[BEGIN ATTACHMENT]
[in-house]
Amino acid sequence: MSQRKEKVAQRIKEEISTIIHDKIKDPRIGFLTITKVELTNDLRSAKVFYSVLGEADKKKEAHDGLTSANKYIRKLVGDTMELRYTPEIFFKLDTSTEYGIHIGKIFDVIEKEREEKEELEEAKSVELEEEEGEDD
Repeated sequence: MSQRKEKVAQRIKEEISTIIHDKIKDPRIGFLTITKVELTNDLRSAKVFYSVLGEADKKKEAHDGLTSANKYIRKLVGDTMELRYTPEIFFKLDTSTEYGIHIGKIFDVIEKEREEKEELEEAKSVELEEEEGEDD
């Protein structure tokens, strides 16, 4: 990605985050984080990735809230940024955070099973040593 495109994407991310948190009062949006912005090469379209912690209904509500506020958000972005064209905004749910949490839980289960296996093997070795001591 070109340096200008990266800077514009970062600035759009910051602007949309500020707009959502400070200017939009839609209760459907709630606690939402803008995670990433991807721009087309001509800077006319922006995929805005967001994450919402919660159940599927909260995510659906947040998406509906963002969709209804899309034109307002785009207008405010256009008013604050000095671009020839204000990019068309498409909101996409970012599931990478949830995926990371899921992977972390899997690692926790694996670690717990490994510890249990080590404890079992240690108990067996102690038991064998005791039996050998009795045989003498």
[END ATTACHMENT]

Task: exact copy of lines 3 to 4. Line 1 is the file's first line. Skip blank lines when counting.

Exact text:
Repeated sequence: MSQRKEKVAQRIKEEISTIIHDKIKDPRIGFLTITKVELTNDLRSAKVFYSVLGEADKKKEAHDGLTSANKYIRKLVGDTMELRYTPEIFFKLDTSTEYGIHIGKIFDVIEKEREEKEELEEAKSVELEEEEGEDD
């Protein structure tokens, strides 16, 4: 990605985050984080990735809230940024955070099973040593 495109994407991310948190009062949006912005090469379209912690209904509500506020958000972005064209905004749910949490839980289960296996093997070795001591 070109340096200008990266800077514009970062600035759009910051602007949309500020707009959502400070200017939009839609209760459907709630606690939402803008995670990433991807721009087309001509800077006319922006995929805005967001994450919402919660159940599927909260995510659906947040998406509906963002969709209804899309034109307002785009207008405010256009008013604050000095671009020839204000990019068309498409909101996409970012599931990478949830995926990371899921992977972390899997690692926790694996670690717990490994510890249990080590404890079992240690108990067996102690038991064998005791039996050998009795045989003498």